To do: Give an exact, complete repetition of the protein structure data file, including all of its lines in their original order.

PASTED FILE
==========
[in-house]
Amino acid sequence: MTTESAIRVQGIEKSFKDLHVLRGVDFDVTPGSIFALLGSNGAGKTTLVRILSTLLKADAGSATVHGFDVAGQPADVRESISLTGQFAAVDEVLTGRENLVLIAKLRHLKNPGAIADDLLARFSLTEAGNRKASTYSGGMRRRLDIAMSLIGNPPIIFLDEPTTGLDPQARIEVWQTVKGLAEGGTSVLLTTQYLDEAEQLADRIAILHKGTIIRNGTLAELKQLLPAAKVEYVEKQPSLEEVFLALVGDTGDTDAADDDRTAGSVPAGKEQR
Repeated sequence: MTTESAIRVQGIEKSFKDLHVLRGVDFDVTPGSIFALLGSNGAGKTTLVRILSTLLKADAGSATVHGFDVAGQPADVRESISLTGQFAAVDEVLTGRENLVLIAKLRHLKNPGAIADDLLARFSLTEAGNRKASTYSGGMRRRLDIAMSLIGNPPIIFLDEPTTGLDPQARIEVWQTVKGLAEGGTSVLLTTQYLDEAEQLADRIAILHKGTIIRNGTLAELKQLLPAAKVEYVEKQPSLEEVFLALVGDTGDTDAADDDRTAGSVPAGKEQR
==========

[in-house]
Amino acid sequence: MTTESAIRVQGIEKSFKDLHVLRGVDFDVTPGSIFALLGSNGAGKTTLVRILSTLLKADAGSATVHGFDVAGQPADVRESISLTGQFAAVDEVLTGRENLVLIAKLRHLKNPGAIADDLLARFSLTEAGNRKASTYSGGMRRRLDIAMSLIGNPPIIFLDEPTTGLDPQARIEVWQTVKGLAEGGTSVLLTTQYLDEAEQLADRIAILHKGTIIRNGTLAELKQLLPAAKVEYVEKQPSLEEVFLALVGDTGDTDAADDDRTAGSVPAGKEQR
Repeated sequence: MTTESAIRVQGIEKSFKDLHVLRGVDFDVTPGSIFALLGSNGAGKTTLVRILSTLLKADAGSATVHGFDVAGQPADVRESISLTGQFAAVDEVLTGRENLVLIAKLRHLKNPGAIADDLLARFSLTEAGNRKASTYSGGMRRRLDIAMSLIGNPPIIFLDEPTTGLDPQARIEVWQTVKGLAEGGTSVLLTTQYLDEAEQLADRIAILHKGTIIRNGTLAELKQLLPAAKVEYVEKQPSLEEVFLALVGDTGDTDAADDDRTAGSVPAGKEQR